“I have been told of all that you did for your mother-in-law after the death of your husband, how you left your father and mother and the land of your birth and came to a people you had not known before.” Ruth 2:11 JPS
Birth/ People – Two things indentify a person in the ancient Near East: where they were born and which tribe they belonged to. The two words, moledot and ‘am, describe the essentials about another person from an outside perspective. When Boaz speaks these words to Ruth, he acknowledges that she isn’t one of them. She wasn’t born in Bethlehem and she doesn’t come from the tribe of Judah. And that’s what matters – except for the fact that Ruth lives by a code of conduct that exemplifies what it means to be born in Bethlehem of the tribe of Judah. She doesn’t have the right external identifiers, but her behavior says otherwise. The biblical passport doesn’t ask where you were born and the country of your citizenship. It asks, “How do you live? What do you do about God’s image in you?” The biblical passport is a heart document.
Obviously, the world looks at other things. Your birthplace matters. Your citizenship matters. Don’t try to go to Egypt if you carry an Israeli passport, even if you were born in Cairo. But God works according to a different document. This should cause us to examine our own identification papers. Who issued them? The church? The denomination? The culture that raised you to believe in the Bible? The “Christian” nation of your birth? Frankly, given the behavior of many who claim to carry the right documentation, it’s difficult to believe they have anything more than an external passport. In fact, one good question you can ask yourself about your passport is this: Would a Jew recognize you as a member of the tribe?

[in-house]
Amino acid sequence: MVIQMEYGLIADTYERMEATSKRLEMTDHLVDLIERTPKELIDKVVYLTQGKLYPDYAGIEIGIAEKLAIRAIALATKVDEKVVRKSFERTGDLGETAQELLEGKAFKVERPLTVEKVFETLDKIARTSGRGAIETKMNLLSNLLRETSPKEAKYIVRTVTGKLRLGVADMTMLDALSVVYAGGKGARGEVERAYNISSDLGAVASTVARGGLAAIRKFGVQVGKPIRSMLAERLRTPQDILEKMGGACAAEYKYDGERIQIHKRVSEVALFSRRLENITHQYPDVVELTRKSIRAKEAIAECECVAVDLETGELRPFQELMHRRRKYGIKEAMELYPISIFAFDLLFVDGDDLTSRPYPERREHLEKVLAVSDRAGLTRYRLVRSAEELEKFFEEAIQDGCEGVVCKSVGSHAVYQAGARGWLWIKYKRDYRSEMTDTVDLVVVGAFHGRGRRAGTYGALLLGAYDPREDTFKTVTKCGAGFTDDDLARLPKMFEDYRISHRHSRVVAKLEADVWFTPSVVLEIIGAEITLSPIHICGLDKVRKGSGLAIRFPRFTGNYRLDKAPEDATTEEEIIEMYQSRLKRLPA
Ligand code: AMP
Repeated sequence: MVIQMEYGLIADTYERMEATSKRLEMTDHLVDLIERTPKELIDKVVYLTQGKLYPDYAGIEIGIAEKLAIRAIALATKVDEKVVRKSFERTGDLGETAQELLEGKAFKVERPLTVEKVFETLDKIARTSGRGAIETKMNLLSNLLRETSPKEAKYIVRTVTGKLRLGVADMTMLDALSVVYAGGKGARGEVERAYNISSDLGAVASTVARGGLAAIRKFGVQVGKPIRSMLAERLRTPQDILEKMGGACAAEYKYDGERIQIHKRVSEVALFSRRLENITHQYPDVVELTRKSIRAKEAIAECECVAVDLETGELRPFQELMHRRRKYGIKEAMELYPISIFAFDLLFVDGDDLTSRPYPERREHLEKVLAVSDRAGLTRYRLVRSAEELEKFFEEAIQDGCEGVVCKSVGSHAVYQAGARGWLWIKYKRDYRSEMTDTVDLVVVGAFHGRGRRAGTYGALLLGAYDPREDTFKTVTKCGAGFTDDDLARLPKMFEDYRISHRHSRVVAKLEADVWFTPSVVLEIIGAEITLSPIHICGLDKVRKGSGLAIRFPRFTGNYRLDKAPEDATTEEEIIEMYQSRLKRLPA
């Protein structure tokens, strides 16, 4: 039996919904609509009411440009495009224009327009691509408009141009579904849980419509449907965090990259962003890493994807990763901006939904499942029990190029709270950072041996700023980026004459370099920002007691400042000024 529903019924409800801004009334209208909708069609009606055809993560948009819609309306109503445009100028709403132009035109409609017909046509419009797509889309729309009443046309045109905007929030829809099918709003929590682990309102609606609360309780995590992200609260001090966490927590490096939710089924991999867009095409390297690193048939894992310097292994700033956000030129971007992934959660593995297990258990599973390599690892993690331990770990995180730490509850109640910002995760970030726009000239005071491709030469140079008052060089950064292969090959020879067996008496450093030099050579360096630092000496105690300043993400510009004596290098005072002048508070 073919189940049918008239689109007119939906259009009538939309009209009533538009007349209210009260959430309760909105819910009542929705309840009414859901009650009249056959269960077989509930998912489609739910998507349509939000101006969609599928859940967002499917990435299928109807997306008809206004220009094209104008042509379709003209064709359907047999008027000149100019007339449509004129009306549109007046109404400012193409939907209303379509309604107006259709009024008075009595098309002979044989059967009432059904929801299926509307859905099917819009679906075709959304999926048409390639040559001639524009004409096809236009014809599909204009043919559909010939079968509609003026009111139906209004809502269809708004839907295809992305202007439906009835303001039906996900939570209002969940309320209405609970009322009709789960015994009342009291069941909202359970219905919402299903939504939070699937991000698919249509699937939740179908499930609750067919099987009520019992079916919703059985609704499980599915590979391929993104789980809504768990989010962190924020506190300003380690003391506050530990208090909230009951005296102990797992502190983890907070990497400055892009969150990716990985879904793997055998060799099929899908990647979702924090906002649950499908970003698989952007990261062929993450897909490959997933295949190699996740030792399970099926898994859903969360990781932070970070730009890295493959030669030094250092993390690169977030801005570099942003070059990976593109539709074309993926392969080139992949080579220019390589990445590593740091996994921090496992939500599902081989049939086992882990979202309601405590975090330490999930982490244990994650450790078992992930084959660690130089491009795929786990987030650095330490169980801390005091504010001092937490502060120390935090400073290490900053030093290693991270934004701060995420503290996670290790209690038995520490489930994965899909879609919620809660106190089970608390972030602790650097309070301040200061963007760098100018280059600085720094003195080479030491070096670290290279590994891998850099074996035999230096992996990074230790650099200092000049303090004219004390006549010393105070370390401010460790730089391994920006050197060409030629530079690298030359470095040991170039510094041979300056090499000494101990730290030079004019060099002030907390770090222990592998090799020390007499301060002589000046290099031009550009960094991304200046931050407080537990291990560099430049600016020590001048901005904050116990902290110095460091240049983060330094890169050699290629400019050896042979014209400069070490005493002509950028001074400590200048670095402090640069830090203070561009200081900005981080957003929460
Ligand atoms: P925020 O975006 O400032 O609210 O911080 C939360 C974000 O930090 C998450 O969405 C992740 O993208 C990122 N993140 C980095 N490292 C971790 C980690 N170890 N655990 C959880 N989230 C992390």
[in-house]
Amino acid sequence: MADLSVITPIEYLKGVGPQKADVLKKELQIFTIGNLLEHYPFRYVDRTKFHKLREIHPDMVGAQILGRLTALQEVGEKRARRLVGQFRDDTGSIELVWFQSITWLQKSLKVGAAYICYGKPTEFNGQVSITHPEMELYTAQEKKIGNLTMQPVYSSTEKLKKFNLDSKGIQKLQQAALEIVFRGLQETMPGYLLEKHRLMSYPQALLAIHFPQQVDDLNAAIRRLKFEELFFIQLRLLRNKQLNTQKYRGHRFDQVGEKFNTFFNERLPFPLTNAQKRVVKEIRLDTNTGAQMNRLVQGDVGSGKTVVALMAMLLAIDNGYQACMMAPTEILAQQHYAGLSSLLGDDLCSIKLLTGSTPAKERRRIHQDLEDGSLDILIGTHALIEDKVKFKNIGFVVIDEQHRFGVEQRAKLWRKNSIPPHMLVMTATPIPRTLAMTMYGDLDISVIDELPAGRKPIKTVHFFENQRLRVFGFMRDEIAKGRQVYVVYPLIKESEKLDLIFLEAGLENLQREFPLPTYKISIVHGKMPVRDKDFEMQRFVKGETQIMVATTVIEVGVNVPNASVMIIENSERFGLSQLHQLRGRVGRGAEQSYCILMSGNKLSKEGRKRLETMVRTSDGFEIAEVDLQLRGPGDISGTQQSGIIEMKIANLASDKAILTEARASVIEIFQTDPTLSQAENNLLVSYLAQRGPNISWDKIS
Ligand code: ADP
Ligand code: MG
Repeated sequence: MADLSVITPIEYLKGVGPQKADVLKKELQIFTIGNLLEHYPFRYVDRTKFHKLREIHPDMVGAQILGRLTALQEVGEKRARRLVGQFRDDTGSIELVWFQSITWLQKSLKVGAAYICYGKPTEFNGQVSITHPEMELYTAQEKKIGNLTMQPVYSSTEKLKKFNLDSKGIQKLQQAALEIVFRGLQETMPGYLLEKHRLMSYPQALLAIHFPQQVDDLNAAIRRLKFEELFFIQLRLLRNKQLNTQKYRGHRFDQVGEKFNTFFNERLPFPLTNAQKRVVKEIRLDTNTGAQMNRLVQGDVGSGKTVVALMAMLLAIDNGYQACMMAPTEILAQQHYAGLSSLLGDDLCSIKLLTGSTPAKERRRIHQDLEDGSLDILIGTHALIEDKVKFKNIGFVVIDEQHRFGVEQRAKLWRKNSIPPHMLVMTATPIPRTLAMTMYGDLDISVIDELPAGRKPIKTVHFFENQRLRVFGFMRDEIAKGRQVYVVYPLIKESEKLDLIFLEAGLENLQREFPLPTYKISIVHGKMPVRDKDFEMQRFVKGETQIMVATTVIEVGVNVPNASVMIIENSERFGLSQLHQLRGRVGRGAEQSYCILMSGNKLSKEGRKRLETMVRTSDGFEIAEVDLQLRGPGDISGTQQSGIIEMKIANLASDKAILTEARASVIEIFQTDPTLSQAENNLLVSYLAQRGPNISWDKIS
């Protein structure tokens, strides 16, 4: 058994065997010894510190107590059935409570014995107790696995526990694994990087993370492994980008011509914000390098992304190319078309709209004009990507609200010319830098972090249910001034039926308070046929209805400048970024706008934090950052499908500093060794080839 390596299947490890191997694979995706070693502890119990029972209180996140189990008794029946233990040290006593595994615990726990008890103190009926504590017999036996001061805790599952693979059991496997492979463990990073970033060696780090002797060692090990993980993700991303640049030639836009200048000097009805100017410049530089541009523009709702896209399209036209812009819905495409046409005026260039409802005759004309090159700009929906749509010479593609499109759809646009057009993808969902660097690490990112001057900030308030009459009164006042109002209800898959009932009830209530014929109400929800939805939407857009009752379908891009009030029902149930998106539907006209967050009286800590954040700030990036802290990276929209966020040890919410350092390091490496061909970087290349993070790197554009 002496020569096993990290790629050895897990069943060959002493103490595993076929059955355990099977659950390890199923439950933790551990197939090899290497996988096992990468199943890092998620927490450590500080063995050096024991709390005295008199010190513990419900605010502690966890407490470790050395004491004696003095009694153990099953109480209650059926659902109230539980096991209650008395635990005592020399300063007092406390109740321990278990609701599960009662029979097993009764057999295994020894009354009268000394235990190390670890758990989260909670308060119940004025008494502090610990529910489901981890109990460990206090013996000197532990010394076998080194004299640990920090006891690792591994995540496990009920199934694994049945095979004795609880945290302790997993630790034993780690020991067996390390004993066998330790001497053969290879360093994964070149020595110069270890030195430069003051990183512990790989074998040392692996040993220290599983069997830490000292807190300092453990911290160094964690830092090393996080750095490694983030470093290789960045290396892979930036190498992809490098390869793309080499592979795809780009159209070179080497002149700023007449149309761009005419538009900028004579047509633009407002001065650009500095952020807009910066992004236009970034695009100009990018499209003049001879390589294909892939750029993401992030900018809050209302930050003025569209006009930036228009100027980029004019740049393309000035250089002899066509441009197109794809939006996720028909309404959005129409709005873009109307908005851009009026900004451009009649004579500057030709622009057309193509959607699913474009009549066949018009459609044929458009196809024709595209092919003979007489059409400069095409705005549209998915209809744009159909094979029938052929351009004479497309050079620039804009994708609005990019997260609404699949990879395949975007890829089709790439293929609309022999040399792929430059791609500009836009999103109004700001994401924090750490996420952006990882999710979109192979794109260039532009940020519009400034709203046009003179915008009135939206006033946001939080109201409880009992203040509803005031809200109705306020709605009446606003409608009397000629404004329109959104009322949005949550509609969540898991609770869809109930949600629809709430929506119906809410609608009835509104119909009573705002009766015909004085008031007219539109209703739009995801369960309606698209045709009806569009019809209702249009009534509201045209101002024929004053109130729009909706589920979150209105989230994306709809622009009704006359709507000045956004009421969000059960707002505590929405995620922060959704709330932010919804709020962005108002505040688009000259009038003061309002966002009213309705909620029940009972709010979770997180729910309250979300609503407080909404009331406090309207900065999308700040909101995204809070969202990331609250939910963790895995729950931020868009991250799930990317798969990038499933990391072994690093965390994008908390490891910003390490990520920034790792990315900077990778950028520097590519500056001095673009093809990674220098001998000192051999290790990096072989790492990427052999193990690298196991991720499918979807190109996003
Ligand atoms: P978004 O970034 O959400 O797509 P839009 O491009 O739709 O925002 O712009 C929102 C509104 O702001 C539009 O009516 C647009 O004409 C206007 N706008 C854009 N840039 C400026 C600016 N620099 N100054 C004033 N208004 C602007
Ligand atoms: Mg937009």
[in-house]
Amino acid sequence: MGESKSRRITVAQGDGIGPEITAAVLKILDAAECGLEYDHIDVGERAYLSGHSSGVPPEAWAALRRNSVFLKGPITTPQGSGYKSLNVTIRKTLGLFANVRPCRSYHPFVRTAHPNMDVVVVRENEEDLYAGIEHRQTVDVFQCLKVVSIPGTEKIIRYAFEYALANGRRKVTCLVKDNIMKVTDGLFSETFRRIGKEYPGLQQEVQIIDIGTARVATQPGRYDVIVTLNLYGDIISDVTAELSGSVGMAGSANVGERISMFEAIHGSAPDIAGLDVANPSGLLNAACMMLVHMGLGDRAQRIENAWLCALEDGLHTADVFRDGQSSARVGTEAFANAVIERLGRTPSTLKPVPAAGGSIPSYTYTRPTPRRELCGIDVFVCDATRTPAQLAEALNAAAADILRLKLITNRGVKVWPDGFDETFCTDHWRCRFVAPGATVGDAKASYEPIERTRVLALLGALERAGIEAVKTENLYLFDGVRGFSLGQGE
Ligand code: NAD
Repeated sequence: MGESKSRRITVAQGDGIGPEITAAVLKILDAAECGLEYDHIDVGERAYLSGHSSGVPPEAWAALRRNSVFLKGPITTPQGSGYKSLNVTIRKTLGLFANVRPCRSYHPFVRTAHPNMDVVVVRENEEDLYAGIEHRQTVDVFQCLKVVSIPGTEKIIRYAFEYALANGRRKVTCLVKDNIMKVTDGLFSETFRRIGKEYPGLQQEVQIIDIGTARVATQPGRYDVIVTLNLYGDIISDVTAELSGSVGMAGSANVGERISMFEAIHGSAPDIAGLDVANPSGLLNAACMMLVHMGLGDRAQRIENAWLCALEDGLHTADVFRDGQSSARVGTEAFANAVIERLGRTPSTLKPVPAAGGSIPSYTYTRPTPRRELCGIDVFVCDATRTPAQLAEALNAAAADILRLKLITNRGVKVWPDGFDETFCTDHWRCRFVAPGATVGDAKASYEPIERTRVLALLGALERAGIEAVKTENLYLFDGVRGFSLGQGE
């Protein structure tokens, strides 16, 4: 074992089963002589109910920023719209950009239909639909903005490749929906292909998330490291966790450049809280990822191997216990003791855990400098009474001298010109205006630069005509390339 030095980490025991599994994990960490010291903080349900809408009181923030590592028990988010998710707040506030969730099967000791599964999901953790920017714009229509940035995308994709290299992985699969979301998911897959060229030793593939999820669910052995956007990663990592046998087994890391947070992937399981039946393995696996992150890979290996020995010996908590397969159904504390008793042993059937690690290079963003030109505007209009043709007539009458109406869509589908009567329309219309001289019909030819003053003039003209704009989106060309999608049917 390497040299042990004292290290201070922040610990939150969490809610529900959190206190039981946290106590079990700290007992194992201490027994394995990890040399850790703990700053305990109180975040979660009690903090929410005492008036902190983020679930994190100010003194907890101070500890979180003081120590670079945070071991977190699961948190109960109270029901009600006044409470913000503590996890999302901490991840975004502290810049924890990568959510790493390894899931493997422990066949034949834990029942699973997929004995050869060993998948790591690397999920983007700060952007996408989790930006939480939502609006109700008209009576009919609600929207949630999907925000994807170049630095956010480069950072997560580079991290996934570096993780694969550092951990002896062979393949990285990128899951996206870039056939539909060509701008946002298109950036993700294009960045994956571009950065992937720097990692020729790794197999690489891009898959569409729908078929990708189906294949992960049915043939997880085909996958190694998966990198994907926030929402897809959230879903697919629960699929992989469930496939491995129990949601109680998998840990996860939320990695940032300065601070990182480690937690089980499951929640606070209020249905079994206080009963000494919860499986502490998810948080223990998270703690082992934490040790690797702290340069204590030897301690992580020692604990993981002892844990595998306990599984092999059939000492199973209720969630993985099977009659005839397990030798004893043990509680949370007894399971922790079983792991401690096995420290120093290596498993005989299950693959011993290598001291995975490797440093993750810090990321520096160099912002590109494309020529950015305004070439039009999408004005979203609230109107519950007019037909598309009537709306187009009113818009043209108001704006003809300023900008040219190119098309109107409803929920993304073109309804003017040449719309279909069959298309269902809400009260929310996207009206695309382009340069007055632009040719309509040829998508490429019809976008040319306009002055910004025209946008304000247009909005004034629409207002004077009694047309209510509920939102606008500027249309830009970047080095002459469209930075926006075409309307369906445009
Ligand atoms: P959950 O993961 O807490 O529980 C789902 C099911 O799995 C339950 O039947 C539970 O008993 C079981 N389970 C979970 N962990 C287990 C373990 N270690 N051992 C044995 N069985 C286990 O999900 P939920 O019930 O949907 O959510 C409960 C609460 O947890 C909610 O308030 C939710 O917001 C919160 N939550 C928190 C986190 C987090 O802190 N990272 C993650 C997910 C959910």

That is essentially the question of Ruth. Like us, she is an outsider. But her heart passport demonstrates that place of birth and tribal origin don’t mean much when it comes to reflecting God’s character. Eventually the people of Bethlehem from the tribe of Judah recognize her for what she really is – one of them. But not because she says so. They recognize her because of the way she lives. It seems to me that the same thing applies to us. We can say all we want about our experiences with God. We can claim forgiveness, restoration and redemption. But until we live in ways that convince those born in Israel from the tribes of Israel, we are just blowing smoke. The truth of our claims must be recognizable in our lives, not according to our way of thinking but according to the way of thinking of the ones we claim to embrace. Ruth doesn’t protest, “But I already declared my allegiance.” She just lives it.
What do you think Paul had in mind when he called Gentiles to act in such a way that they would provoke Jews to jealousy? That Gentile believers would try to convert Jews?
Topical Index: birth, people, moledot, ‘am, jealousy, convert, Ruth 2:11
CORRECTION to yesterday’s Today’s Word: In the last paragraph, it should have read “It means that we are not empowered to change worship to fit our style or the calendar to fit our culture or doctrines to accommodate political correctness.”